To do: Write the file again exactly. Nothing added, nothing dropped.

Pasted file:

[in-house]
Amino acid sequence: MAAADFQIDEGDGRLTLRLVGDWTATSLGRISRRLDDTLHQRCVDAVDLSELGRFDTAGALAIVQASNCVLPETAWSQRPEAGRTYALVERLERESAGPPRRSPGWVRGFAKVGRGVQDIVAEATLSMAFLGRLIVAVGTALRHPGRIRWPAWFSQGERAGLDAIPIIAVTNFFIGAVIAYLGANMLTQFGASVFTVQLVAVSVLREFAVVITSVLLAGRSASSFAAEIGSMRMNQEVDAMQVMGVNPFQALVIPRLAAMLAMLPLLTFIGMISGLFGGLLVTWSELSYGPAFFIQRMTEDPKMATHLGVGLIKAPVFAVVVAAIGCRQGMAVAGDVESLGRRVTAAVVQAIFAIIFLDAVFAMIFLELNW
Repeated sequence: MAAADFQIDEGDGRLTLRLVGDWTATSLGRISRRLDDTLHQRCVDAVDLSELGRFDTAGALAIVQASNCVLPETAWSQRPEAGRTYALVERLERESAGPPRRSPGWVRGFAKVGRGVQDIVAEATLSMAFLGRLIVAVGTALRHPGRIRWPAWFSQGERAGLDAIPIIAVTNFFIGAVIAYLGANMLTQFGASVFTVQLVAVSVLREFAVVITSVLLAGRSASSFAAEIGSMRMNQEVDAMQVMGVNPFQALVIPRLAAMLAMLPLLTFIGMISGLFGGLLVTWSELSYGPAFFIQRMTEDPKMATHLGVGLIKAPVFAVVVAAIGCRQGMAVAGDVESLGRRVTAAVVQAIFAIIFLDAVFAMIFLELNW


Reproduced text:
[in-house]
Amino acid sequence: MAAADFQIDEGDGRLTLRLVGDWTATSLGRISRRLDDTLHQRCVDAVDLSELGRFDTAGALAIVQASNCVLPETAWSQRPEAGRTYALVERLERESAGPPRRSPGWVRGFAKVGRGVQDIVAEATLSMAFLGRLIVAVGTALRHPGRIRWPAWFSQGERAGLDAIPIIAVTNFFIGAVIAYLGANMLTQFGASVFTVQLVAVSVLREFAVVITSVLLAGRSASSFAAEIGSMRMNQEVDAMQVMGVNPFQALVIPRLAAMLAMLPLLTFIGMISGLFGGLLVTWSELSYGPAFFIQRMTEDPKMATHLGVGLIKAPVFAVVVAAIGCRQGMAVAGDVESLGRRVTAAVVQAIFAIIFLDAVFAMIFLELNW
Repeated sequence: MAAADFQIDEGDGRLTLRLVGDWTATSLGRISRRLDDTLHQRCVDAVDLSELGRFDTAGALAIVQASNCVLPETAWSQRPEAGRTYALVERLERESAGPPRRSPGWVRGFAKVGRGVQDIVAEATLSMAFLGRLIVAVGTALRHPGRIRWPAWFSQGERAGLDAIPIIAVTNFFIGAVIAYLGANMLTQFGASVFTVQLVAVSVLREFAVVITSVLLAGRSASSFAAEIGSMRMNQEVDAMQVMGVNPFQALVIPRLAAMLAMLPLLTFIGMISGLFGGLLVTWSELSYGPAFFIQRMTEDPKMATHLGVGLIKAPVFAVVVAAIGCRQGMAVAGDVESLGRRVTAAVVQAIFAIIFLDAVFAMIFLELNW